Hey there, and a very Happy KISSmas in July! Just in case you’ve wandered in here by mistake, KISS is a huge band, commanding a huge and devoted following. Most fans have favourite eras and line-ups and enjoy them regardless but for some arguing about who & what is best seems to take up most of their time. Personally, I just like the music, and the performance, in and of itself, no matter what era or line-up.
It’s all Rawk N Roll to me.
So, channelling the great Matt Porter from The Kiss Room, I’m keeping it positive and showing my unashamed appreciation of the members who made KISS what it was, and is, and will always be.
Being a Big Band jazz fan, Peter Criss brought that sensibility to KISS in spades, and by choosing parts that no straight up Rock drummer would normally choose he also gave KISS a unique sound and approach. Like Ringo Starr with The Beatles before him, a lot of the subtlety in the playing is missed in the rush to propagate how basic their drumming is. Most drummers, on the other hand, know how difficult the stuff they’re playing is.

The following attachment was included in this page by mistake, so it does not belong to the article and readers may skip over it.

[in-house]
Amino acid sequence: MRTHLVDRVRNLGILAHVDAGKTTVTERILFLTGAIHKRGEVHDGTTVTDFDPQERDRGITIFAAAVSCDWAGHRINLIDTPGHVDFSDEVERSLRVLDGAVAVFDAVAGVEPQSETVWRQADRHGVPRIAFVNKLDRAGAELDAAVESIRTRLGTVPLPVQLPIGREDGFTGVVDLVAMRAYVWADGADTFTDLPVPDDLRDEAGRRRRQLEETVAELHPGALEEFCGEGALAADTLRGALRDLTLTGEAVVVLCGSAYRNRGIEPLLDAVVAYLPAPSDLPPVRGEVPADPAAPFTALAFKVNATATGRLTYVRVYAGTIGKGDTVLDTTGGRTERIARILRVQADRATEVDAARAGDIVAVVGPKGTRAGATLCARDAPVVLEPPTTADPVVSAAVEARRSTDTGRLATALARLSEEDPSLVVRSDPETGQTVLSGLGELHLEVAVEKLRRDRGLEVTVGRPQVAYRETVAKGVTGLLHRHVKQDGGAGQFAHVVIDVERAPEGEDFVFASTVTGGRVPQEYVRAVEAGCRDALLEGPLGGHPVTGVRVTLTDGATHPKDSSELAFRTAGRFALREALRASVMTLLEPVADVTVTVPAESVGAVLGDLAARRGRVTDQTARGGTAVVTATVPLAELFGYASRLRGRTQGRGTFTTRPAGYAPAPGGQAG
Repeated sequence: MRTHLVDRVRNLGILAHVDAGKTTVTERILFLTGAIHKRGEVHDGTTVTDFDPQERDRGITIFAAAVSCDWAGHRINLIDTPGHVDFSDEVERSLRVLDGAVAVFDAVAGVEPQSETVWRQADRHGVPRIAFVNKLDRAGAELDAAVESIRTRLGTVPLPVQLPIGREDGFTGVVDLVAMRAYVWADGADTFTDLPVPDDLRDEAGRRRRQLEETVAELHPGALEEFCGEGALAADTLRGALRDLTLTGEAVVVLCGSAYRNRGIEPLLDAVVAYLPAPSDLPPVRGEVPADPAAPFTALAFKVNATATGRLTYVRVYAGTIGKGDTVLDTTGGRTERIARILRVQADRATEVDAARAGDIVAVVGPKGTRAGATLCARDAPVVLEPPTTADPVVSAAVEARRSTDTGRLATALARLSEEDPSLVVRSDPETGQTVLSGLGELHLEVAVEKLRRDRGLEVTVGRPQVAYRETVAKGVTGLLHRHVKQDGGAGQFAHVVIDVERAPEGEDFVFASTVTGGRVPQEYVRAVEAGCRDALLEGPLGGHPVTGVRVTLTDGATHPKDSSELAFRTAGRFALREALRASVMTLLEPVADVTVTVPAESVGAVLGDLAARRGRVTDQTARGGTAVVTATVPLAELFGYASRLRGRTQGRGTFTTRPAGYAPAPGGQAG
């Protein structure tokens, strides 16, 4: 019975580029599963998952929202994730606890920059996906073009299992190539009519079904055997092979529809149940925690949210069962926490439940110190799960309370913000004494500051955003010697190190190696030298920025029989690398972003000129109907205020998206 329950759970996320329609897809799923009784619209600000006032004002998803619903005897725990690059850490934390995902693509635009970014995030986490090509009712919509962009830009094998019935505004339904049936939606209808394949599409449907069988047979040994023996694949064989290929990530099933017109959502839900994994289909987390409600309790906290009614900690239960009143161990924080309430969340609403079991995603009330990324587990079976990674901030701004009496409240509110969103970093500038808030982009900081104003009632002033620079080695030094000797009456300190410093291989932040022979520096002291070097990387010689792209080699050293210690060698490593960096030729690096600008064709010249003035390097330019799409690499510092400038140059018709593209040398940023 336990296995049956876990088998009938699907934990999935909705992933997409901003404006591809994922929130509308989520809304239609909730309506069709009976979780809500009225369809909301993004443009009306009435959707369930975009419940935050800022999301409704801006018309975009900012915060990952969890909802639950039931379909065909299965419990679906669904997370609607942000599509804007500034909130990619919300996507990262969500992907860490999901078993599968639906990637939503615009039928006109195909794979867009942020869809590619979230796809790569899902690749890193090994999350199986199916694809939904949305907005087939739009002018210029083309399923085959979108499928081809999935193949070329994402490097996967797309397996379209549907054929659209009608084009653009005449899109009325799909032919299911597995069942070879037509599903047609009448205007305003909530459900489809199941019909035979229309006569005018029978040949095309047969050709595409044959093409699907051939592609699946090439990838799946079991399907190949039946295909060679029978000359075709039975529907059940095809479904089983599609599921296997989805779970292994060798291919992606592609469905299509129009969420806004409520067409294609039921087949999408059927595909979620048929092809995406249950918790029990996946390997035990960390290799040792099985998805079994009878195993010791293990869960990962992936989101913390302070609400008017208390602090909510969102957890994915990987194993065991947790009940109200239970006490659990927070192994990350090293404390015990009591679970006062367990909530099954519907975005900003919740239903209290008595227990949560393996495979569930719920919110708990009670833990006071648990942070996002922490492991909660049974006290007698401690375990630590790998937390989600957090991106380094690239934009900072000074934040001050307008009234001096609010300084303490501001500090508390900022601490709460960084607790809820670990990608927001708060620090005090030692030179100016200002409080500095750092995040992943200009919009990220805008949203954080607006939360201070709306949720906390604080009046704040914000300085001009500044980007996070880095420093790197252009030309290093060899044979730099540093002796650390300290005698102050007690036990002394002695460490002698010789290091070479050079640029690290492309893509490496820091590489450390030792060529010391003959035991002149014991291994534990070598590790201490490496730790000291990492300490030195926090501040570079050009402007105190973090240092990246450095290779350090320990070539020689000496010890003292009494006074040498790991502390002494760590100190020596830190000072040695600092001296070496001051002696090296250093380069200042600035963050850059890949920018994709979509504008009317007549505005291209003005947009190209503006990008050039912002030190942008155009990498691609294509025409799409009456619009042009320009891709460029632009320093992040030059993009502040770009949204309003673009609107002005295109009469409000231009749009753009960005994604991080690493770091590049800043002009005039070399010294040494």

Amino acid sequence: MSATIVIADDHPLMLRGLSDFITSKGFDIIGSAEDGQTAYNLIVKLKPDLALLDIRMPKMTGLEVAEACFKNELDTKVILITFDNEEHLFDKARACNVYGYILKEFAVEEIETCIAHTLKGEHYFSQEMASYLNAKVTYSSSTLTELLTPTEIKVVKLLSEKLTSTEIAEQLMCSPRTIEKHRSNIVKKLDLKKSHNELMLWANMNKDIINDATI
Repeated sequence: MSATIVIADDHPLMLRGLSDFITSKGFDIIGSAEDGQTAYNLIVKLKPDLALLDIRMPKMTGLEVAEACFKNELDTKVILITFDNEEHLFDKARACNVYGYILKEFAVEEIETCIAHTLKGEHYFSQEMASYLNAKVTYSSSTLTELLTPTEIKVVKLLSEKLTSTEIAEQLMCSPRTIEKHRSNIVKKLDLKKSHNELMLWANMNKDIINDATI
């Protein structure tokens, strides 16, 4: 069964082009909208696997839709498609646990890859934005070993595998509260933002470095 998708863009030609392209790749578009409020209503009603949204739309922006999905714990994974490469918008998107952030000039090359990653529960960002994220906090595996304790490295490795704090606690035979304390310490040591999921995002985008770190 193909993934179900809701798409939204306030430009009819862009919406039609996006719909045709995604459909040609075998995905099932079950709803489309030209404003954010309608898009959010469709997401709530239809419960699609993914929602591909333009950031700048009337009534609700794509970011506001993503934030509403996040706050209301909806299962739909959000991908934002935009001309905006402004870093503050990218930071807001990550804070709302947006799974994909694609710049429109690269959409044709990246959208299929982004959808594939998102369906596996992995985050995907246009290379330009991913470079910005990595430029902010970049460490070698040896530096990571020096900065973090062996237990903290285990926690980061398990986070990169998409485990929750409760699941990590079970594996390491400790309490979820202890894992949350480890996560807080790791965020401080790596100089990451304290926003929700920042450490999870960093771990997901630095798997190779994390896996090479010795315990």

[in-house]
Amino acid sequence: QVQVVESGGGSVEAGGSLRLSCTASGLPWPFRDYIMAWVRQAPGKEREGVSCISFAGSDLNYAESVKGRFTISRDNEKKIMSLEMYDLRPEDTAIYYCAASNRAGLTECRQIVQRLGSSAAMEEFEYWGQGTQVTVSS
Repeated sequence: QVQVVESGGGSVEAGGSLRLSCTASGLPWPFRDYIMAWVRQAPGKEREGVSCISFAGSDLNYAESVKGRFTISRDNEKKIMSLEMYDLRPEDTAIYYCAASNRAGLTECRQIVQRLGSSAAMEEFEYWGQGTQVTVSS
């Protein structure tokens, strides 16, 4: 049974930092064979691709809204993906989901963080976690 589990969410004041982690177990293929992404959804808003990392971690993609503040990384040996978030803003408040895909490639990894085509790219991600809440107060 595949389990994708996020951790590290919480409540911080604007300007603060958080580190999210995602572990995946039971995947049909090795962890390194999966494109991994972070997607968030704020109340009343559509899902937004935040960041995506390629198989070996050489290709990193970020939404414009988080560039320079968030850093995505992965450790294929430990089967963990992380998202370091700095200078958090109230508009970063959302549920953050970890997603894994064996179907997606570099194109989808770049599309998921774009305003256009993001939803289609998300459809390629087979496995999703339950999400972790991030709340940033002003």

Criss‘ vocals weren’t too shabby either.
My favourite Peter Criss moment is “Detroit Rock City”, the opening track on the Destroyer album from 1976. Criss is at the top of his game, and the band is being beasted by Bob Ezrin in the studio to do better than their best, so what you have is a drum track bristling with drive and energy right from that first seven-stroke roll. A big part of the power in the song is that Criss chooses to use a double bass hit with open high-hats at the start of each line in the verse instead of just smashing cymbals. It shows his sensitivity not only to the song, but also to Gene Simmons’ superb bassline, which has even more power because of that double punch…and all without sacrificing the driving rhythm. Touches like this are all over the KISS albums Peter Criss played on and, in my opinion, make the music far more interesting and dynamic than the normal rock ‘n’ roll fodder.
Swing it, Catman!